Grant Hart: The Argument

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Grant Hart: <i>The Argument</i>

Twenty-five years ago, America’s greatest hardcore band succumbed. Major label stresses, said the moneymen. Drug-fueled dysfunction, said the rivals. Lovers’ quarrel, said the forked-tongued. Once the gossip waned, the implosion of Hüsker Dü evolved into a narrative of mighty creative collisions, one in which the progressive punk trio were rebelling against the louder-faster constraints of the era while Grant Hart was chafing behind his drum kit, confined by a dynamic in which frontman Bob Mould was never going to surrender equal songwriting space.

With The Argument—an ambitious and literate double album—Hart brings forth the spectacle to further rewrite history, a one-man Zen Arcade where he plays virtually all the instruments and writes all the songs. Rather than reveal what might have been had the situations in Hüsker Dü been reversed, Hart instead falls into an old pattern and cedes creative control to another overbearing partner—John Milton—composing the concept album as a garage-rock opera based on the English poet’s Paradise Lost. Where The Argument falters, the critique of Milton offered by the Ur-Text of modern Greek cinema obtains: “He’s a little bit long winded, he doesn’t translate very well into our generation, and his jokes are terrible.”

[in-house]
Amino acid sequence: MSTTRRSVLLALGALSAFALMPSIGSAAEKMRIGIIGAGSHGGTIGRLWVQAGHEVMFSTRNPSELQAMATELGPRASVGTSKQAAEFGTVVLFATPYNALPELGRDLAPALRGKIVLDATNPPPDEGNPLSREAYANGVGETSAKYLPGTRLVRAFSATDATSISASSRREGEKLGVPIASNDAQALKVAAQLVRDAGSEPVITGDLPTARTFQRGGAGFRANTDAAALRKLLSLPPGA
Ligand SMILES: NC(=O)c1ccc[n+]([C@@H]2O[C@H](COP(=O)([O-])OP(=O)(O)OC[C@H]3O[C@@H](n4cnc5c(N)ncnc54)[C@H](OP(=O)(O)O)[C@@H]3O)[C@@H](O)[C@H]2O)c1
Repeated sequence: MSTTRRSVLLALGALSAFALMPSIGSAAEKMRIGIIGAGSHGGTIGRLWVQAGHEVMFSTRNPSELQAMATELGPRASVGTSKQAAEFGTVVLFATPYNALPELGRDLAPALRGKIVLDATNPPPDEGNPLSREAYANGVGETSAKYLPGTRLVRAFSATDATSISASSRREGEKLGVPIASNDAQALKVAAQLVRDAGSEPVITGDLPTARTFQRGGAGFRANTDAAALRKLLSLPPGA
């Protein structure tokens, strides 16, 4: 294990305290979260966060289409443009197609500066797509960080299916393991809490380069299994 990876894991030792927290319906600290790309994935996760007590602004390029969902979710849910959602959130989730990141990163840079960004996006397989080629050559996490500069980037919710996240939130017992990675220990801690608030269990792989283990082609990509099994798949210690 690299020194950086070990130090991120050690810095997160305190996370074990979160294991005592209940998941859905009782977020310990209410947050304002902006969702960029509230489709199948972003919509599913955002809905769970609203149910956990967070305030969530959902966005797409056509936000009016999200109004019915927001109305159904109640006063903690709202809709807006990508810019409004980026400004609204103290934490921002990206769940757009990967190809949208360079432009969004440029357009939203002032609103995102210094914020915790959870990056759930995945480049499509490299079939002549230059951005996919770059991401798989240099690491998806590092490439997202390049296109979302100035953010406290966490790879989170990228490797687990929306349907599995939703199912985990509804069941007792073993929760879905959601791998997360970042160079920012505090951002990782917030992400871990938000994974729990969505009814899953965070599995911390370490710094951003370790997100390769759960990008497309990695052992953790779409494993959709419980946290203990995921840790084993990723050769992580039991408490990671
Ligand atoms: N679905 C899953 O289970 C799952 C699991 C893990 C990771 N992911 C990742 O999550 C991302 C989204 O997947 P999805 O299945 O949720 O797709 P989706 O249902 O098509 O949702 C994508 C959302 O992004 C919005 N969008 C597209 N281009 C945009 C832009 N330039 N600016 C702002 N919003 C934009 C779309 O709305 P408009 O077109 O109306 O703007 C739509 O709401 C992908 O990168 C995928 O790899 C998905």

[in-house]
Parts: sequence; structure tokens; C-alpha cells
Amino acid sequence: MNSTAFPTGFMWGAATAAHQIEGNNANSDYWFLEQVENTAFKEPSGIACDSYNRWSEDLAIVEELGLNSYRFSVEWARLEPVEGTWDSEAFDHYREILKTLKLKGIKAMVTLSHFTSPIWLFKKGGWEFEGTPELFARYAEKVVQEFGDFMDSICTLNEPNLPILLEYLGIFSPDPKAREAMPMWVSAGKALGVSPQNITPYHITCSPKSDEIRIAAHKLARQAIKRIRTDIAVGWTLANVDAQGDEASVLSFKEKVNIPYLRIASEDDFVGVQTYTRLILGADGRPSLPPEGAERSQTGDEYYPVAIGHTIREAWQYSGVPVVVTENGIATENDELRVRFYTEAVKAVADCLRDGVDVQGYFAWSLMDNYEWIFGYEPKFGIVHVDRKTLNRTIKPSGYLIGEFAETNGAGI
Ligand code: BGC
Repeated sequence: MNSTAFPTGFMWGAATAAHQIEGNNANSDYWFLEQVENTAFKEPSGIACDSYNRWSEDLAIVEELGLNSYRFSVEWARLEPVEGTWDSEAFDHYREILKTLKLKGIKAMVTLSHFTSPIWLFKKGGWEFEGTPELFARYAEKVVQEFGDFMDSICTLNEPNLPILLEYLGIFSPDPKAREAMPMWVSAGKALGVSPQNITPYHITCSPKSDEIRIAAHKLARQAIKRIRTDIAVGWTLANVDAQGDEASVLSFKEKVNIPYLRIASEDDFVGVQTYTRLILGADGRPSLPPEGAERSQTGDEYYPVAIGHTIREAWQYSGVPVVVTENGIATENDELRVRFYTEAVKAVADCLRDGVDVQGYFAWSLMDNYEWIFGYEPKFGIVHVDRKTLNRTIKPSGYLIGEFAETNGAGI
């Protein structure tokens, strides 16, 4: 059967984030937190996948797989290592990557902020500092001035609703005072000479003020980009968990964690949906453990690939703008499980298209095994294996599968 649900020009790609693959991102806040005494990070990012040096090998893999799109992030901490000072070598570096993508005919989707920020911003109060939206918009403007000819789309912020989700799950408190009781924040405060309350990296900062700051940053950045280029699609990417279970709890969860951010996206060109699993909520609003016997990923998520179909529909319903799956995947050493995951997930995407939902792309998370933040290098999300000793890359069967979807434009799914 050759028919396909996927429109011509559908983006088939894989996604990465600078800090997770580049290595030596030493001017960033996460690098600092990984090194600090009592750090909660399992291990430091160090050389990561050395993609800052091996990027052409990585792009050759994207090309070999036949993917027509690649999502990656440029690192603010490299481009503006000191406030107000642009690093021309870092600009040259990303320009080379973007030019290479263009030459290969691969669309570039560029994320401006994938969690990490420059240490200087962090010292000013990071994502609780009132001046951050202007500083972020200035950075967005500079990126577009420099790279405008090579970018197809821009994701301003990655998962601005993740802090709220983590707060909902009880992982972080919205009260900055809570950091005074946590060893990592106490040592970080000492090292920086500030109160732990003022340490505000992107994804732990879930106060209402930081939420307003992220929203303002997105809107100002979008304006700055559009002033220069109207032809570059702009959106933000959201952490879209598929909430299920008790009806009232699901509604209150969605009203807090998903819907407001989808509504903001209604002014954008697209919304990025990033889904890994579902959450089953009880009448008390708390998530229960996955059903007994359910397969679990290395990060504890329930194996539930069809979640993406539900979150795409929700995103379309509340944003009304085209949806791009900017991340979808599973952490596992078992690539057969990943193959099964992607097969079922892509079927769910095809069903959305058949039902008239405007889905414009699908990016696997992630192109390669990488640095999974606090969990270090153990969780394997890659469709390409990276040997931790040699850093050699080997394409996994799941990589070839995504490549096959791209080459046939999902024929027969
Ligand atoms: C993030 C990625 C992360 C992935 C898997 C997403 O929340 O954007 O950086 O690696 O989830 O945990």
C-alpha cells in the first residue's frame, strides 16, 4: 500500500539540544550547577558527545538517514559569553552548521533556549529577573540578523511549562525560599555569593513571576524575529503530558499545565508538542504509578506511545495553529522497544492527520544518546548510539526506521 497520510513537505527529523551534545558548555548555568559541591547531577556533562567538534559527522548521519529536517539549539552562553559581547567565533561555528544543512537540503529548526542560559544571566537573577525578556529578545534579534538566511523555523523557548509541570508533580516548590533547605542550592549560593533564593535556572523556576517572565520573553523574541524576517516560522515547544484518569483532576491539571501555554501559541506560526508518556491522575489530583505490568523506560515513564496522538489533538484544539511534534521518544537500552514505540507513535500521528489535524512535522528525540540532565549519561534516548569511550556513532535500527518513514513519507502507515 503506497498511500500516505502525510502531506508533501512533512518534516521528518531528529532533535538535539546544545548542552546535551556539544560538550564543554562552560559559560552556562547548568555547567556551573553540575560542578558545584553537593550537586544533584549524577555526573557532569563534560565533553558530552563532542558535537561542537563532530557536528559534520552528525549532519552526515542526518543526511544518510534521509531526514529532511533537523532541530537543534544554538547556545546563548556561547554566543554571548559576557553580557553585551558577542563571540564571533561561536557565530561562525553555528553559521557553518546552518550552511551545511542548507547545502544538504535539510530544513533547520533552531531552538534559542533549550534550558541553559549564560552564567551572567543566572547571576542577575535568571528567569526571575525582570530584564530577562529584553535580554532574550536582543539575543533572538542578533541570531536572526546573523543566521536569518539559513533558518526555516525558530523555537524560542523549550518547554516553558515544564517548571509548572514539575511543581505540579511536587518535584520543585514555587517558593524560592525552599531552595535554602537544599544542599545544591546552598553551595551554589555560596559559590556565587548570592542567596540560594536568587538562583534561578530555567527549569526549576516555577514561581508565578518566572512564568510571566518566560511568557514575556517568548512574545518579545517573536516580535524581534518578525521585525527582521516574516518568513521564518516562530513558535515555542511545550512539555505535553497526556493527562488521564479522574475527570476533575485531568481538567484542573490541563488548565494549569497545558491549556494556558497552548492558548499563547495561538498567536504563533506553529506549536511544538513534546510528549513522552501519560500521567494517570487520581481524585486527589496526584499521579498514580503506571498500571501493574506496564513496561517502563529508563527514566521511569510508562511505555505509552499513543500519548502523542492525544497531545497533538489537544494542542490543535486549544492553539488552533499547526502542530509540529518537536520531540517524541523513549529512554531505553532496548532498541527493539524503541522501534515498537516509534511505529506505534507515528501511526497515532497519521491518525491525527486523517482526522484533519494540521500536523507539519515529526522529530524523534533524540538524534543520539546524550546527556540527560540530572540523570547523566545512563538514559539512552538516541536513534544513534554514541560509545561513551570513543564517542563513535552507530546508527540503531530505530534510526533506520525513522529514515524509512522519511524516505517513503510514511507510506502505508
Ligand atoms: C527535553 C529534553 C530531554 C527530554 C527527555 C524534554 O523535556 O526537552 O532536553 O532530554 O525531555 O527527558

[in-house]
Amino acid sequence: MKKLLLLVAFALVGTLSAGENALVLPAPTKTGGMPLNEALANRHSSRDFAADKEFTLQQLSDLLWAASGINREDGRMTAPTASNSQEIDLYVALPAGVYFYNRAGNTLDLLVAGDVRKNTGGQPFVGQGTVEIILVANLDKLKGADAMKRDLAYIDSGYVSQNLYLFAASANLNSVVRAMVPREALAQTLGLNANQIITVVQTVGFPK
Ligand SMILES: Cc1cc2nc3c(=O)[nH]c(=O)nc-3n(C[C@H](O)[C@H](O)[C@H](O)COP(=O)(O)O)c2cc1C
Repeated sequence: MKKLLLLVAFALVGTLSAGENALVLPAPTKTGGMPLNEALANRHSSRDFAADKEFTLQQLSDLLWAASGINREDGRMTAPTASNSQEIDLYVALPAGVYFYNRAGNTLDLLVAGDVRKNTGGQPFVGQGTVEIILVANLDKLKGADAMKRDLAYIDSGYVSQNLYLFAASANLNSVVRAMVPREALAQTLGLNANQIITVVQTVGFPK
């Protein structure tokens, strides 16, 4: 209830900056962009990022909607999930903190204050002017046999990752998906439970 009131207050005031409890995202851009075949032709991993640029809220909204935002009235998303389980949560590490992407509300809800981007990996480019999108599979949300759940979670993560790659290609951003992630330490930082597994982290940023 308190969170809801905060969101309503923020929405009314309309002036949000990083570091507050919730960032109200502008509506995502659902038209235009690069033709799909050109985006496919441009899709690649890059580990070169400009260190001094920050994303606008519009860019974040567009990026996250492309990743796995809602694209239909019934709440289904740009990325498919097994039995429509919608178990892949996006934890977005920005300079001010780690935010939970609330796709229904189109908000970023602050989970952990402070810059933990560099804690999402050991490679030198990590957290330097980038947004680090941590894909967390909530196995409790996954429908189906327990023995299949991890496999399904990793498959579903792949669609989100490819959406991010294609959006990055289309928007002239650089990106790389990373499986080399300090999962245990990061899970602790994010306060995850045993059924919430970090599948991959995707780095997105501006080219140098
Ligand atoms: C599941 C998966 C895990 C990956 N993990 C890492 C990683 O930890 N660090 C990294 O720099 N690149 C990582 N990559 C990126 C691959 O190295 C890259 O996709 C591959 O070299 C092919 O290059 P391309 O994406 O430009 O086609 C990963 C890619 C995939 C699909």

Paradise Lost’s celestial struggle between Good and Evil then becomes a temporal struggle between good and lousy, with Hart waging a battle between his best and worst instincts. Fighting excess, sketchy incompletion, and forces greater than himself, Hart has always been able to rely on three triumphant maneuvers—the keyboard-drenched stomper, the rousing acoustic anthem and the heaven-ascendant ballad—and within the sprawl of The Argument Hart flashes definitive versions of each.

Teetering on Question Mark keys, “Morningstar” launches forth in the tradition of “All Of My Senses,” the shamanistic lead track from Intolerance (Hart’s solo debut and still the high-water mark of the post-Hüskers cannon). Double-timed drums and a hiccupping, Richie Valens hook drive the hard-strummed sing-along “Letting Me Out,” while “I Will Never See My Home” builds from pensive percussion and a yearning synth line, the melody peaking as hope becomes harder to sustain. With a zippered xylophone, cathartic cymbals and an uncanny chorus—“radiate, radiate away”—album centerpiece “Is The Sky The Limit” beautifully alludes to “My My, Hey Hey” and joins “A Letter From Anne Marie” among Hart’s most transcendent recordings.

Through and through, the delights of The Argument truly are bountiful: a resurrected Manzarek lick here and a snatch of ballpark organ there; the polished Candle Apple Grey rocker “Glorious” and the Warehouse déjà vu of “(It Was A) Most Disturbing Dream”; the wistful whistle solo on “So Far From Heaven,” a spit-curled track that began appearing in Hart’s live sets as far back as 2009.

Oh, but the inevitable fall of man…